Saturday, July 4, 2009

Rose Vinegar & Dandelion Decoction


My experimentation continues! My delight in Rose led me to create some Rose Vinegar. Just pluck a bunch of petals and some young leaves, shred them a bit, fill a jar, and then add organic apple cider vinegar to the top. Be sure to put some plastic wrap or waxed paper over the mouth of the jar before screwing on the lid (if it's metal). Otherwise, the vinegar will corrode the metal, and you'll end up with a nasty looking brew.

Let the Rose Vinegar sit for 2-6 weeks (preferably six), in a dark place and shaking it everyday or two or three. Then strain out the petals & leaves.

You can enjoy it as a salad dressing. You can also use it to relieve the pain of a sunburn! And you can use it for other soothing purposes too. Please see Kiva Rose's blogpost on Rose Vinegar for more information! You'll want to whip up some of this stuff too after reading all about it.

Dandelion Decoction
I nibble on some dandelion root. Another nibble. What's the energy of this herb? Cooling? Warming? Hot? Neutral? Cold? As a village herbalist wannabee I'm trying to sort this out. Definitely not hot or cold. I feel warmed from the inside when I nibble the root. The taste to me is mellow. Okay, 'mellow' is not one of the five tastes, which are ... what? Pungent, Salty, Sour, Bitter, Sweet (empty & full). Uhhh. I flip through Healing With The Herbs Of Life by Lesley Tierra and locate her section on Dandelion (Taraxacum mongolicum). Well, now. Here's what she writes:

Energy: cold; Taste: bitter, sweet. Actions: clears Heat and toxins.

Urk. Now I'm confused. I reflect on my responses to nibbling the root. Maybe I need to reevaluate my responses. Not to say that my responses are wrong (how can they be?) but maybe I'm not mapping the language in the same way. We're talking about sensations and tastes here! Not a language in which I'm particularly verbally eloquent.

I drink my decoction (a handful of dandelion bark cast into a couple of cups of water, brought to a boil, simmered for 20 min., then strained). My first small cup satisfies something in that digestive fire of mine, and in my soul. After I type all this, and about 1/2 hour later, I take another cup. Well, now I taste some Bitter. And, yes, there is a cool energy that I can identify. Does this mean I needed Dandelion before to work on my body, and so had a different experience of it? Or have I assimilated the lingo a bit more and remapped by responses? The power of suggestion, or just refining my senses and sensibilities ... uhhh ....!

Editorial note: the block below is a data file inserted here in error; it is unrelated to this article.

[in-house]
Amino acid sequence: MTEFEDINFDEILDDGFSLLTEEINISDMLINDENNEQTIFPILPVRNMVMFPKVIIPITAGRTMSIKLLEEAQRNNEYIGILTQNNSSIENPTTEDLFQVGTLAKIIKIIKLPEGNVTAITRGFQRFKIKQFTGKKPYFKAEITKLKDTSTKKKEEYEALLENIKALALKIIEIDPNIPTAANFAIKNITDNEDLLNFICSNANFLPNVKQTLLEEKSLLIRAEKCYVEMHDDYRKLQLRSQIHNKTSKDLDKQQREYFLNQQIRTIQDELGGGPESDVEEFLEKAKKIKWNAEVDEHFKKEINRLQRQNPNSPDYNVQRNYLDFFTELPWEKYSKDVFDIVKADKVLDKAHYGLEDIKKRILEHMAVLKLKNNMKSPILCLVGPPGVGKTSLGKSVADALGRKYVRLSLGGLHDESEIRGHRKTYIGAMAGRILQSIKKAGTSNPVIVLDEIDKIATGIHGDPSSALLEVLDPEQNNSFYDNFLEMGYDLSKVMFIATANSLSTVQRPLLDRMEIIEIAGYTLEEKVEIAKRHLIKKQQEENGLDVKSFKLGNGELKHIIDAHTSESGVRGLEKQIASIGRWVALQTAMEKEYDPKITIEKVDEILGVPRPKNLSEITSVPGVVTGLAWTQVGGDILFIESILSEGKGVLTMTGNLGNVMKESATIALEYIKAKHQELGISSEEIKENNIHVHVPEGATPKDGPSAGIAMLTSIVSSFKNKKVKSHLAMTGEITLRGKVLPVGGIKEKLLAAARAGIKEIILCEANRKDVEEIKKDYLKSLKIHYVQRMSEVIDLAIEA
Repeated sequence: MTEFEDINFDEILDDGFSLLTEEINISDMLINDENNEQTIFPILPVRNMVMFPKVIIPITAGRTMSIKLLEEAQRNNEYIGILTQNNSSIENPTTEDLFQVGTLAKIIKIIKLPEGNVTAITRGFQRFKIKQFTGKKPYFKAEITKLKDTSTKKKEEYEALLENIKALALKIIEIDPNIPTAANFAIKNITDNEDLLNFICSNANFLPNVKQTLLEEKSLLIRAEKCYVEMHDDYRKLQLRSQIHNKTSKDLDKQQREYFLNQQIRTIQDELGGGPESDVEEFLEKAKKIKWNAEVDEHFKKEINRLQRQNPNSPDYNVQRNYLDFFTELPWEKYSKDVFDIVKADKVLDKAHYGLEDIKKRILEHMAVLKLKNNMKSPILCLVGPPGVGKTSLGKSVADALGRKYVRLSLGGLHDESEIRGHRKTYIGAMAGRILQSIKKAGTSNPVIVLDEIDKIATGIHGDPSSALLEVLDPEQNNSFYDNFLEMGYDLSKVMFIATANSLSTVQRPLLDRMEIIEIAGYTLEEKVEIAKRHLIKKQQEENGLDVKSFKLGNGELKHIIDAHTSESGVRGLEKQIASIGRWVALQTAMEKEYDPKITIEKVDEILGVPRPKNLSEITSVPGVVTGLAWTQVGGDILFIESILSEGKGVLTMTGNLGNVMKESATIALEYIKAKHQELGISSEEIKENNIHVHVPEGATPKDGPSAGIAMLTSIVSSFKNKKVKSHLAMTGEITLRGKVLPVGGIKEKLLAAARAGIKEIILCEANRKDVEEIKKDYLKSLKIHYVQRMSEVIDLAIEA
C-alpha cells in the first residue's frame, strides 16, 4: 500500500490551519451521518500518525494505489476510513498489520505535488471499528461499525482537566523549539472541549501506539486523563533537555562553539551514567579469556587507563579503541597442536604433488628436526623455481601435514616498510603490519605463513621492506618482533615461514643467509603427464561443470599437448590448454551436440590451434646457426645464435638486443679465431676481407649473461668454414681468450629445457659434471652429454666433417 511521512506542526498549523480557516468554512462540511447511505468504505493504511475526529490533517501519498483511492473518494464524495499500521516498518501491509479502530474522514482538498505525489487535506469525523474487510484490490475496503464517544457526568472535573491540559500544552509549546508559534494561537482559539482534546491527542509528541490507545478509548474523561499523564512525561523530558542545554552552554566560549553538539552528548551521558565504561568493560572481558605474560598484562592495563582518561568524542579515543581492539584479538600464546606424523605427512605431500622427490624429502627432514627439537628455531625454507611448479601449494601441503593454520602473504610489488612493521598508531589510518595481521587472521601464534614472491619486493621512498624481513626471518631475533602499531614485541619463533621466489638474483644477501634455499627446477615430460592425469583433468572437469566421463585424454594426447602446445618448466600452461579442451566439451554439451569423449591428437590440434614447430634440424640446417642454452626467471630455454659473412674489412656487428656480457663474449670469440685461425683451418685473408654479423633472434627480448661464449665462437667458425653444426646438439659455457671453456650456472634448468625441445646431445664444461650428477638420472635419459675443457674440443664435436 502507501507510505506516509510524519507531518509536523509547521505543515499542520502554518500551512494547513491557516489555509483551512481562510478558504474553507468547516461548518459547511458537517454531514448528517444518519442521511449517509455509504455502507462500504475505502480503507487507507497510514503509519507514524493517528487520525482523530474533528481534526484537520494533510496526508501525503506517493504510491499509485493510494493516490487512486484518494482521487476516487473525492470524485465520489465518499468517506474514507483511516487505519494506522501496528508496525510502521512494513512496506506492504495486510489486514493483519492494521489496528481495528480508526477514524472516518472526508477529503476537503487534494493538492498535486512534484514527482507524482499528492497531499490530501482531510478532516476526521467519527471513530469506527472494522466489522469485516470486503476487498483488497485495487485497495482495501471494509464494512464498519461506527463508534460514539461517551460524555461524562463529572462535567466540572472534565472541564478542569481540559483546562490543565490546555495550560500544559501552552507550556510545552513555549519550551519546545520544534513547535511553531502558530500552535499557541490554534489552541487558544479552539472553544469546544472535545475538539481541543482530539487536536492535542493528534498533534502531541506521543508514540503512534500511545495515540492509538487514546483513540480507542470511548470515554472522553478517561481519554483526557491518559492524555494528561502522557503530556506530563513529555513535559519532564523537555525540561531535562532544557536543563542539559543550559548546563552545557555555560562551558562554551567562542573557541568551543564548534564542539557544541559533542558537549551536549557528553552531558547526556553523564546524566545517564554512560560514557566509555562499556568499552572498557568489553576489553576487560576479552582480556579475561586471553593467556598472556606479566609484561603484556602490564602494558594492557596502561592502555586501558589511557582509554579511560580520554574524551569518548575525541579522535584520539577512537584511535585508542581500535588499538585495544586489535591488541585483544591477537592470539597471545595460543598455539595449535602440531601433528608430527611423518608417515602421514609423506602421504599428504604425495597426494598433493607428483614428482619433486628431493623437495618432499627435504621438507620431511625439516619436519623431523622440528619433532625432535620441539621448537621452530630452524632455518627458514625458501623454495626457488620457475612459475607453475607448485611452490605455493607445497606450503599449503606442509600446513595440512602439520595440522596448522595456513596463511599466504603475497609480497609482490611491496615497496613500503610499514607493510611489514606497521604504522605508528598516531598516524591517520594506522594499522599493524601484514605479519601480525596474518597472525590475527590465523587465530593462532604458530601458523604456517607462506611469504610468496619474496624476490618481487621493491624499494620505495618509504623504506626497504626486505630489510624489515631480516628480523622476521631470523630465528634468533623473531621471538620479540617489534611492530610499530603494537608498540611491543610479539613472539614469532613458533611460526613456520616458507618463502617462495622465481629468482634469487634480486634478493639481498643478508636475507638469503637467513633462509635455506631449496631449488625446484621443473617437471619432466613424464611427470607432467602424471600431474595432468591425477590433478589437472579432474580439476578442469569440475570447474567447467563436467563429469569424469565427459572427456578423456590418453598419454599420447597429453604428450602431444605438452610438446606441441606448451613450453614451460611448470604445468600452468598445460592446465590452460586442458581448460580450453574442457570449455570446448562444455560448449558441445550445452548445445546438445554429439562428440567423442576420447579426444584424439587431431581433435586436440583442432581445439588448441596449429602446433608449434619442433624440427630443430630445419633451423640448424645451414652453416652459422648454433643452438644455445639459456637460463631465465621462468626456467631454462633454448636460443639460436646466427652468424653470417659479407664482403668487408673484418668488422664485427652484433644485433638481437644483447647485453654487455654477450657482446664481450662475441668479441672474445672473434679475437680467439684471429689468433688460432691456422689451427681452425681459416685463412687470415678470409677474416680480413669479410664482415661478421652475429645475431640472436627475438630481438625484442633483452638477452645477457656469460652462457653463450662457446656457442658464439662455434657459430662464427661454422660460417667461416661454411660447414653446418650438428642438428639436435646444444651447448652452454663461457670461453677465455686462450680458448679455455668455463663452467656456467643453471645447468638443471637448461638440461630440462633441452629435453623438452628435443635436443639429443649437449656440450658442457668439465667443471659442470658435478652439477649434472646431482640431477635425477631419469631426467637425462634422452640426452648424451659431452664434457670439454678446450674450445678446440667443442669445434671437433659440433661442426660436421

Further experimentation is definitely necessary!

I have this sense of "downward" and "inward". Flipping through Healing With The Herbs Of Life, I read how that herbs have four directional energies, meaning that particular herbs "move" in a certain way to treat various organs or parts of the body. But "downward" is actually a quality of sinking energy: "The sinking energy moves downward and outward, causing elimination through the bowels or urine, activating menses and lowering fevers. Example herbs include bupleurum, black cohosh and peppermint." Well, this definitely describes what I know about Dandelion and its actions.

What about "inward"?

(Again from the book:) "The descending energy moves inward, strengthening the inner Organs and treating the deep-level functions of the body. Examples include ginseng and rehmannia." Well, I have no experience with these herbs as of yet, nor of any others that I know to be herbs with "descending energy", so can't compare the energetic feel. The experiments will continue!

3 comments:

Celestite said...

I loved this. I am doing the roses and vinegar...the roses are just now beginning to wilt.

NewEdit617 said...

That rose vinegar looks lovely. I'll have to try it next summer. Did you use cultivated roses? I wonder how it would turn out with wild/prairie roses?

Jane said...

Celestite -- I'd love to hear how your rose vinegar turns out! And to you at NewEdit617 -- Yes, I used cultivated roses, but I would have used wild roses if any were available here. I'm sure the rose vinegar made with wild/prairie roses would have a wonderful healing energy .... If you make some, do let me know how yours turns out as well!

Graces,
Jane